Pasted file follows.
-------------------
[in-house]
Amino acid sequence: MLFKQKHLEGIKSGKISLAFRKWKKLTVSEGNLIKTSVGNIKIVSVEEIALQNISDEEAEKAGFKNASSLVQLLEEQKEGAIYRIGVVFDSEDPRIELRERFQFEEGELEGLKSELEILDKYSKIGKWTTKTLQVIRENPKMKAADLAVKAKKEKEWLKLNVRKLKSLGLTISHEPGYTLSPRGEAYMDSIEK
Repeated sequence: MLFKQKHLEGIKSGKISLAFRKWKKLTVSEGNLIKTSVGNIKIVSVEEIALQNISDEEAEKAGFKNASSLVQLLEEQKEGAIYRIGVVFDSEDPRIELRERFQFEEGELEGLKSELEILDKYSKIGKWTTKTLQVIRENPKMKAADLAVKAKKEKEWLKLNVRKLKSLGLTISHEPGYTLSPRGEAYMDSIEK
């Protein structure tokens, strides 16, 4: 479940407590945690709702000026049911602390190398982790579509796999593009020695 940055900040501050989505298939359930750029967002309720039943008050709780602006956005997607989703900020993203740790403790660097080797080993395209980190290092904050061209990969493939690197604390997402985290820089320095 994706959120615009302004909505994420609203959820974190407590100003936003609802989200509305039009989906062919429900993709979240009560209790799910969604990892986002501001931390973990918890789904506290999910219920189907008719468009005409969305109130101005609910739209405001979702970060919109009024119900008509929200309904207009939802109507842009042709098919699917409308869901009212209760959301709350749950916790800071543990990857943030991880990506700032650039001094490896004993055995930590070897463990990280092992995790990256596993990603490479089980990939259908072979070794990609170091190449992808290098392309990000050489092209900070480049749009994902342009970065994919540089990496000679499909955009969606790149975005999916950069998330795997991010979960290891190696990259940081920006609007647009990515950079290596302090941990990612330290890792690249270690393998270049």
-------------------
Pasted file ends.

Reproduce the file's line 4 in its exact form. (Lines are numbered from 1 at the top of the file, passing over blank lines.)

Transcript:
């Protein structure tokens, strides 16, 4: 479940407590945690709702000026049911602390190398982790579509796999593009020695 940055900040501050989505298939359930750029967002309720039943008050709780602006956005997607989703900020993203740790403790660097080797080993395209980190290092904050061209990969493939690197604390997402985290820089320095 994706959120615009302004909505994420609203959820974190407590100003936003609802989200509305039009989906062919429900993709979240009560209790799910969604990892986002501001931390973990918890789904506290999910219920189907008719468009005409969305109130101005609910739209405001979702970060919109009024119900008509929200309904207009939802109507842009042709098919699917409308869901009212209760959301709350749950916790800071543990990857943030991880990506700032650039001094490896004993055995930590070897463990990280092992995790990256596993990603490479089980990939259908072979070794990609170091190449992808290098392309990000050489092209900070480049749009994902342009970065994919540089990496000679499909955009969606790149975005999916950069998330795997991010979960290891190696990259940081920006609007647009990515950079290596302090941990990612330290890792690249270690393998270049």